kmdd-189863 1172165022

Hi Kim

The ice cube tray is a great trick. Also a babycook is nice to have. It does steaming, warming and whips it all up to puree. We received ours as a gift long after we first introduced solids... but I still use it to steam small quantities of specific veggies that my 2 year old will eat when I know he won't like the family meal.

juliealx 1172165930

re: the ice cube tray thing - I started off using this, but then switched to something made specifically for doing this - BEABA, the company that makes the BabyCook, makes a special rubber mold for freezing individual portions of pureed food in 60 ml amounts. It has a snap on cover and you just stick it in the freezer, then after it's frozen you can pop out the "cubes" and freeze them however you want - in a bag or plastic container. It costs 10 euros. I like it better than the ice cube tray now because it takes less time to fill it up and you know exactly how much you've got that way. However cubes from an ice cube tray defrost quicker.

Gary Davies-221212 1172166349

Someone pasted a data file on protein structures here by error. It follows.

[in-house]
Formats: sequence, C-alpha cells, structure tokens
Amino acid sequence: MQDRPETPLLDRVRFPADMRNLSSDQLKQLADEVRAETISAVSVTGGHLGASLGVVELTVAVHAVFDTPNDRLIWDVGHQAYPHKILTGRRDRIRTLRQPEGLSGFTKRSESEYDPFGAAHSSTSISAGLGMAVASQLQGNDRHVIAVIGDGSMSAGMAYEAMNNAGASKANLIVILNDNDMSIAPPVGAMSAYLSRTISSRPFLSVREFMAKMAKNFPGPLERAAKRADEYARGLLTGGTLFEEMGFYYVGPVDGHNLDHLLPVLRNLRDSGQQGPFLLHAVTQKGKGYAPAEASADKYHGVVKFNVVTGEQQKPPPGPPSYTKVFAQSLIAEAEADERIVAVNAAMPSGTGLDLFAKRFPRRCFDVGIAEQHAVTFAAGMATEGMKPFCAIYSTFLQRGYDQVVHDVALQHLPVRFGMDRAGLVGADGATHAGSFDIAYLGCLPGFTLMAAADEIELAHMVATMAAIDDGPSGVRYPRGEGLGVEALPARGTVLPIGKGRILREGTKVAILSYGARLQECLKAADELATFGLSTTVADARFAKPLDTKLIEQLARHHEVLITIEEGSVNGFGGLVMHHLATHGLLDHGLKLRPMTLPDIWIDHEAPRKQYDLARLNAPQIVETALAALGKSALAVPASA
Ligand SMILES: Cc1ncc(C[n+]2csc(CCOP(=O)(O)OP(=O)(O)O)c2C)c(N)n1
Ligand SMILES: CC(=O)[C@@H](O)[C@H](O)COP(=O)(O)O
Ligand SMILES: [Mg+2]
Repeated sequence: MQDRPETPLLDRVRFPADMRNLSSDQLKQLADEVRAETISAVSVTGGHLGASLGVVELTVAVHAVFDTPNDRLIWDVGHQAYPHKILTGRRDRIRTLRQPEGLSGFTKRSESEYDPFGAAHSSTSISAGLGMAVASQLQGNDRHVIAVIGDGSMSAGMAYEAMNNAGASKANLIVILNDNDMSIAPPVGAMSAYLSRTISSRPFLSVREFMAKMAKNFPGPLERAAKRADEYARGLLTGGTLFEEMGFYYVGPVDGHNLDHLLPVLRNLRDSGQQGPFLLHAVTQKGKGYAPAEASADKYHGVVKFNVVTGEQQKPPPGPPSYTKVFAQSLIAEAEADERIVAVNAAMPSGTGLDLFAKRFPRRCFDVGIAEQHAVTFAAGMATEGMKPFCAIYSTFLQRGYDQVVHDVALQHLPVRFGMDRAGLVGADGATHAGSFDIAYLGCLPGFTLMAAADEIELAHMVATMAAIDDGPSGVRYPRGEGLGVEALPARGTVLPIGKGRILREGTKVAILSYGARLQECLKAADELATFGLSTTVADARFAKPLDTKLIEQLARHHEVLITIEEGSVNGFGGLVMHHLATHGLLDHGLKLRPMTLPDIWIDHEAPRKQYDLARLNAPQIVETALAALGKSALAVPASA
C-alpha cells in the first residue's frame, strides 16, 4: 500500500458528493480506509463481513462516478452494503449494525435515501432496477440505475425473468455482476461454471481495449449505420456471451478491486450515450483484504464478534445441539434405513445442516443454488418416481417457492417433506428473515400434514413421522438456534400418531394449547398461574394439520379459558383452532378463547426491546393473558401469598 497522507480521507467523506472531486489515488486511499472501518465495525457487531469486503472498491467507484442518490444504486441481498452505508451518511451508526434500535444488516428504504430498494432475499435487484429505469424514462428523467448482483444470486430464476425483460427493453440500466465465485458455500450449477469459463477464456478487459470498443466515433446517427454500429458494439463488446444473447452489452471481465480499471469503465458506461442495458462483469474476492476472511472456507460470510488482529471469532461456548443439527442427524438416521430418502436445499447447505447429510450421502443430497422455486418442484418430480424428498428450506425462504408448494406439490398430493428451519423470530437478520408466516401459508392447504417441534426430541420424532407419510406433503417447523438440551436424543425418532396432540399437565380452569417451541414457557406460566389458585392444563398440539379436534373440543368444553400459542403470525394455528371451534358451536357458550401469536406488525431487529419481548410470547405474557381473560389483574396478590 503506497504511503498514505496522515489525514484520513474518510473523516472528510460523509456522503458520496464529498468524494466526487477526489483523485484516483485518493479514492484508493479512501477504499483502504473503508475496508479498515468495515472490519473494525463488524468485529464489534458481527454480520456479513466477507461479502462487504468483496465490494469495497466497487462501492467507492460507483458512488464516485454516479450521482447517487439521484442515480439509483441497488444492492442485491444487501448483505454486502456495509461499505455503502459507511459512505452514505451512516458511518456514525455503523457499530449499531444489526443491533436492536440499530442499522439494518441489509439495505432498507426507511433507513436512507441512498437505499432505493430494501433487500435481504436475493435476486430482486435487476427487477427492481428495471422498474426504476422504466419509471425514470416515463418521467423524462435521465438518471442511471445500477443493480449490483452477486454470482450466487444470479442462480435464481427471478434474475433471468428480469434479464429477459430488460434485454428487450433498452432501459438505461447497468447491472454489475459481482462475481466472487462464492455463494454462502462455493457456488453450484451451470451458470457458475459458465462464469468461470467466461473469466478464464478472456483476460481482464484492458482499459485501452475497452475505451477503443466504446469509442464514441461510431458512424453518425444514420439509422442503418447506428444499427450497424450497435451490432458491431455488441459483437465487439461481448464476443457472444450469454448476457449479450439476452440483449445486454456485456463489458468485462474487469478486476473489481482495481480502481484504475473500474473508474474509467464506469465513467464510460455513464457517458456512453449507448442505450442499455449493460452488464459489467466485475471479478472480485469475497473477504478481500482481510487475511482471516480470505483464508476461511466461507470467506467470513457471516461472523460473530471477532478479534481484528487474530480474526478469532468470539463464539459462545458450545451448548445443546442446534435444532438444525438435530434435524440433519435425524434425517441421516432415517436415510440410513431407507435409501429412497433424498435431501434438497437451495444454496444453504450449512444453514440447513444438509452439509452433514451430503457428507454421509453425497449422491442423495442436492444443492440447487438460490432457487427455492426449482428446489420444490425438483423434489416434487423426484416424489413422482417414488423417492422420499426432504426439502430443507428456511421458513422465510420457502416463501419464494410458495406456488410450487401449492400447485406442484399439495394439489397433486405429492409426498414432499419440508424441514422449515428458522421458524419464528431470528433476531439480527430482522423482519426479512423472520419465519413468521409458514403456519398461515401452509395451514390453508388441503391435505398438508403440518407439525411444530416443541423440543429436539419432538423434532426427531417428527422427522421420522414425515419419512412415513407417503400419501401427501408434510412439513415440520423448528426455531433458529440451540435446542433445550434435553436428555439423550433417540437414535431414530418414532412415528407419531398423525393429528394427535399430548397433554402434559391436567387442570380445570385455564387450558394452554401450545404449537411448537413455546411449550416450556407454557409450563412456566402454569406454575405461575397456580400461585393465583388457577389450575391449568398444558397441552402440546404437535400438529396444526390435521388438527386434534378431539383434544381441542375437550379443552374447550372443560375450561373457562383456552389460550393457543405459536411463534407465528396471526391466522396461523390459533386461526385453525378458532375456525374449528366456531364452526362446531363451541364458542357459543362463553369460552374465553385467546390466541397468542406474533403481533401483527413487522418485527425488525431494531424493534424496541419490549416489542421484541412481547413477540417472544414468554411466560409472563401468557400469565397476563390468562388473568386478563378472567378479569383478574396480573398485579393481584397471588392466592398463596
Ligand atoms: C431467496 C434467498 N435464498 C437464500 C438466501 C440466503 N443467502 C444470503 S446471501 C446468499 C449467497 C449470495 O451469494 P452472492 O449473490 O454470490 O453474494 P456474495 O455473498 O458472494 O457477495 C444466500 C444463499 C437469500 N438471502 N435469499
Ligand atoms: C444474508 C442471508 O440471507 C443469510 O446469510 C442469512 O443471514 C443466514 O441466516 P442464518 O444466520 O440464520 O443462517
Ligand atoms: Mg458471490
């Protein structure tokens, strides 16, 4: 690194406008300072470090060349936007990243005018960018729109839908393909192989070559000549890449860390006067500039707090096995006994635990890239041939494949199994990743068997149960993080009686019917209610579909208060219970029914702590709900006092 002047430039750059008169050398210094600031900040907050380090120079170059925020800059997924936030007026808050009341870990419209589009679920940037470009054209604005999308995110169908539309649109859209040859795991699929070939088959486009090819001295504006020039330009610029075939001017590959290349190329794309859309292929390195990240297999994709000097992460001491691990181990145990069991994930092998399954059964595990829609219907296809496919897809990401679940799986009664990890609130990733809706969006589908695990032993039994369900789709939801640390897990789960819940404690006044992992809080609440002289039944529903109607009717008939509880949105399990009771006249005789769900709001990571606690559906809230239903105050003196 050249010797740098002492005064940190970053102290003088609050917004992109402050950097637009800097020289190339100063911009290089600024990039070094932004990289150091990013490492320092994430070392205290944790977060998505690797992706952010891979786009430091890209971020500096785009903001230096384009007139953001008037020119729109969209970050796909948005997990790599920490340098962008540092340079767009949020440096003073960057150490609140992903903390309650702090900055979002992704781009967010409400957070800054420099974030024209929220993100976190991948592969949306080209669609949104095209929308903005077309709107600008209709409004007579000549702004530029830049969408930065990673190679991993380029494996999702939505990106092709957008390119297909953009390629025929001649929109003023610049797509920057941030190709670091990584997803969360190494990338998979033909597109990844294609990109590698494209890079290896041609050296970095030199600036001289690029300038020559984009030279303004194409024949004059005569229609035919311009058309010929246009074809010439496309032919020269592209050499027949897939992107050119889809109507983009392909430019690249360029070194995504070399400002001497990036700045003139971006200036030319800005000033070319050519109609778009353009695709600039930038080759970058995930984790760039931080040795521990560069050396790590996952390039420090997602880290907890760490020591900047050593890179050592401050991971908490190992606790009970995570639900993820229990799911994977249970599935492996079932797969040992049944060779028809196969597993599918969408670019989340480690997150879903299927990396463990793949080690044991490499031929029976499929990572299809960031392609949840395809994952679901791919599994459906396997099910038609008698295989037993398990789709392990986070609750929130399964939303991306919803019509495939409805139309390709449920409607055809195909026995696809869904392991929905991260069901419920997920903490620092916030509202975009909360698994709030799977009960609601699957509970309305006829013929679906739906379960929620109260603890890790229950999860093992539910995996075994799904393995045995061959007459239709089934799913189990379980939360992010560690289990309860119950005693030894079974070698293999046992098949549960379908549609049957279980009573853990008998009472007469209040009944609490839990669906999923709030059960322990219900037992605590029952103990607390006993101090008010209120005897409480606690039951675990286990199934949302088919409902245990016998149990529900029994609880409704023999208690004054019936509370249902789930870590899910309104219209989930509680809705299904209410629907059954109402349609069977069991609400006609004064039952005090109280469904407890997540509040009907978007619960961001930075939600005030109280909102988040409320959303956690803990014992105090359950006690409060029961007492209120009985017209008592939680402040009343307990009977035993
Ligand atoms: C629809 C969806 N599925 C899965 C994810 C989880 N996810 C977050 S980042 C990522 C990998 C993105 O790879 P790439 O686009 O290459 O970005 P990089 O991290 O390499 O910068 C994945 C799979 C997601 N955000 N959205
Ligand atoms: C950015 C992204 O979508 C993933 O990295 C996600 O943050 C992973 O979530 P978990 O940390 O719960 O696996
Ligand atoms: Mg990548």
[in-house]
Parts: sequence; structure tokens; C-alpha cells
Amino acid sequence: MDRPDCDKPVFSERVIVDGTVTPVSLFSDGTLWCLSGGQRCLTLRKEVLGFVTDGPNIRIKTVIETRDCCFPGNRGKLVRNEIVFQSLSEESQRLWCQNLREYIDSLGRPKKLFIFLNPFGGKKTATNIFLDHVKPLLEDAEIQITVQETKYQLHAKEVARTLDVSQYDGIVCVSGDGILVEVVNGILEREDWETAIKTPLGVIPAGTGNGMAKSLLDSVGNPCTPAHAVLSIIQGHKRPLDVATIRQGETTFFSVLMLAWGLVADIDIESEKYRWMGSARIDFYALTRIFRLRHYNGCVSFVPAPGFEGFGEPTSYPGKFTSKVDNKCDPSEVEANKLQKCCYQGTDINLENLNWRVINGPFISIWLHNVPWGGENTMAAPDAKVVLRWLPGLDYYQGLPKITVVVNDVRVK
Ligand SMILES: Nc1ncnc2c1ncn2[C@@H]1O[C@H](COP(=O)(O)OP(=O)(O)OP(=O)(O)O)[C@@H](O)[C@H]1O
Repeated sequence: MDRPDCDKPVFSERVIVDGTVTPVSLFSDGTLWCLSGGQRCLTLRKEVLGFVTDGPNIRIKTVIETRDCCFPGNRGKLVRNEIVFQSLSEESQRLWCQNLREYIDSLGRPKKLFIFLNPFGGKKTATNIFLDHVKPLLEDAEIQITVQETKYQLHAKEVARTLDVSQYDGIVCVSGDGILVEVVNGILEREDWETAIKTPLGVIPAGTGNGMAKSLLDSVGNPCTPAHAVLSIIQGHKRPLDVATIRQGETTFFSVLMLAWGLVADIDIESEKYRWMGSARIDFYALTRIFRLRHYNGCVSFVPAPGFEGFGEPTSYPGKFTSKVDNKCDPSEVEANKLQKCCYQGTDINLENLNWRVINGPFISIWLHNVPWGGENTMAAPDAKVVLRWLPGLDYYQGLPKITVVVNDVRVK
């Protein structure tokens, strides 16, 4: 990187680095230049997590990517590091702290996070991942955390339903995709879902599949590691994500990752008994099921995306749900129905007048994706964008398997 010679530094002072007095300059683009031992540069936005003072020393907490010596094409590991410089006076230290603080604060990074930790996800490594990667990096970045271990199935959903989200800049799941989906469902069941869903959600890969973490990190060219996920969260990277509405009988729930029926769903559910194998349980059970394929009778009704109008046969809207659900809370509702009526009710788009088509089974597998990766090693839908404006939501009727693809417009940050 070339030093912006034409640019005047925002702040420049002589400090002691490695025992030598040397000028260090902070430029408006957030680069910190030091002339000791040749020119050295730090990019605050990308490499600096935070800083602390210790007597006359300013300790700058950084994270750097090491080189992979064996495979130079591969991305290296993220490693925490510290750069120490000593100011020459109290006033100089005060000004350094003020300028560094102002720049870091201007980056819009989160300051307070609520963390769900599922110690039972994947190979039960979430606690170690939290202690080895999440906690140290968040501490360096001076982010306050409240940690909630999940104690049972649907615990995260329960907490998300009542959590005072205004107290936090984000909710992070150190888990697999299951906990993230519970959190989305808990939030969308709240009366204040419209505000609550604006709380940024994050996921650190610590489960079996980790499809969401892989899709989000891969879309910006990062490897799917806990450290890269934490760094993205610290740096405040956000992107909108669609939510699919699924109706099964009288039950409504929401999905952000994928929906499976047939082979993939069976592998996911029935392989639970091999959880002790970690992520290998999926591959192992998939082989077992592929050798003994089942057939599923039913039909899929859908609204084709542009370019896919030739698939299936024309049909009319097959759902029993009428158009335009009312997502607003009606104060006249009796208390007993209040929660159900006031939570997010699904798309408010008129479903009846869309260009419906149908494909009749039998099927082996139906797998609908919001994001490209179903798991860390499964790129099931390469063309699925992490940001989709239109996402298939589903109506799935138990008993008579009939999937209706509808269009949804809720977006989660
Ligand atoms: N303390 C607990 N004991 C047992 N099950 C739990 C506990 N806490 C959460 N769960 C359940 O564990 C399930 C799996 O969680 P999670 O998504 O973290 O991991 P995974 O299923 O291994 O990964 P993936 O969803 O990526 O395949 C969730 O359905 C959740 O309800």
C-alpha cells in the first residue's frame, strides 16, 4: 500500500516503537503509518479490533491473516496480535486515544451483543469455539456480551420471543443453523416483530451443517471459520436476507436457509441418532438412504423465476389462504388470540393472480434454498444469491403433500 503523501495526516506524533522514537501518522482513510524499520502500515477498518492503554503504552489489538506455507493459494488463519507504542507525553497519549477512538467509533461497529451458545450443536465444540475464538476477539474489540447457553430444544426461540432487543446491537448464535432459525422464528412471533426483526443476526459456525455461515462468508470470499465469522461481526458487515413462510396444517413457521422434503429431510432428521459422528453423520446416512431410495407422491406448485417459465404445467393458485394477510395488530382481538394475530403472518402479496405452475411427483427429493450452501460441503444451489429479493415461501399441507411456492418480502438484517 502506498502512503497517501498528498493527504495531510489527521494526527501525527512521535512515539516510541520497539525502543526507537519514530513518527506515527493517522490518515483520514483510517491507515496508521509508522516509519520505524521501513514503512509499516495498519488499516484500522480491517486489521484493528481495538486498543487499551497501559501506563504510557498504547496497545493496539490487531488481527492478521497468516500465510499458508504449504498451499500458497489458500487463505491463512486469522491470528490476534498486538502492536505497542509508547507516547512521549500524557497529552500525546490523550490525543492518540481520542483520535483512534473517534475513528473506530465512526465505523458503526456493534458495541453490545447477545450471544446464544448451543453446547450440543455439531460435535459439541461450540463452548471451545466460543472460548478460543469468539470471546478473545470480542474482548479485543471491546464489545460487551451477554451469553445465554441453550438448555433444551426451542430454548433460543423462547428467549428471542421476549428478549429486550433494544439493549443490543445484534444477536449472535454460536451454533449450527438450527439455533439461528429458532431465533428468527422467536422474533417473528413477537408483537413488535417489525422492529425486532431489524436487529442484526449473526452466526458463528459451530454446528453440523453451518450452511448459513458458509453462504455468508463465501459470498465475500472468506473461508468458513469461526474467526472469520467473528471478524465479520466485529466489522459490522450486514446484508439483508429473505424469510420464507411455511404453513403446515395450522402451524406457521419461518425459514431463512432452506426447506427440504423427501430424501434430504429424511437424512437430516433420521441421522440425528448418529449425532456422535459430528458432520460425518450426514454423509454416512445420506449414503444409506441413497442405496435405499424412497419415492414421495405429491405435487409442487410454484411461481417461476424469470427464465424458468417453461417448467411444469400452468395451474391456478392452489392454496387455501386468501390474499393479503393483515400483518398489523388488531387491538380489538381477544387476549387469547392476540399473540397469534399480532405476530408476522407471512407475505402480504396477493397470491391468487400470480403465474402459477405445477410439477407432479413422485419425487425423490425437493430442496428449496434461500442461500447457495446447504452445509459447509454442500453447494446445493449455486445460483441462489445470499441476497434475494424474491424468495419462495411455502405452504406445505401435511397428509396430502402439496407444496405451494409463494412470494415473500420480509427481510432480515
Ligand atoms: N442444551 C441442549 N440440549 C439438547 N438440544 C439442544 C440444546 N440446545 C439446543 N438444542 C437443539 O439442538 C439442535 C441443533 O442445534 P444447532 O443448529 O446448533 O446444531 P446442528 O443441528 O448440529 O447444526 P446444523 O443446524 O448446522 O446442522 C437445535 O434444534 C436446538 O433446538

As a dad and a chef I would advise simple as being the answer, get a very good mixer, then just wizz whatever you want to make for your child or yourselves and just remember to go careful with salt or pepper, not good for kids and just be cool about food, mild non spicy to start off with and work your child up to "normal" food, I say that the baby food on sale is ok now and again but read the labels and you will see what I mean.
Bon appetit


Forest_Gump 1172169024

Ameri_cannes......why are you even considering BUYING bebe food?

Bebe can eat all of the good, healthy, well balanced, nutritious food that you guys are also eating.

Helpful some fruit compotes......SANS SUCRE (no sugar) also, Activia Danone Natural Yoghurt, you can mix some compote with the yoghurt. Plain Rice Cakes, BIO, let Bebe have a half of one if very hungry, whilst you are preparing the meal. Or a little crusty bread, not too much, just to bite on whilst waiting.


PURCHASED BEBE FOOD SHOULD ONLY....... be eaten by baby when an emergency or as a convenience certainly not regularly, something like nappies!!! Ameri_Cannes, have you tasted purchased prepared Bebe food? You only need to try one spoonful!! YUK.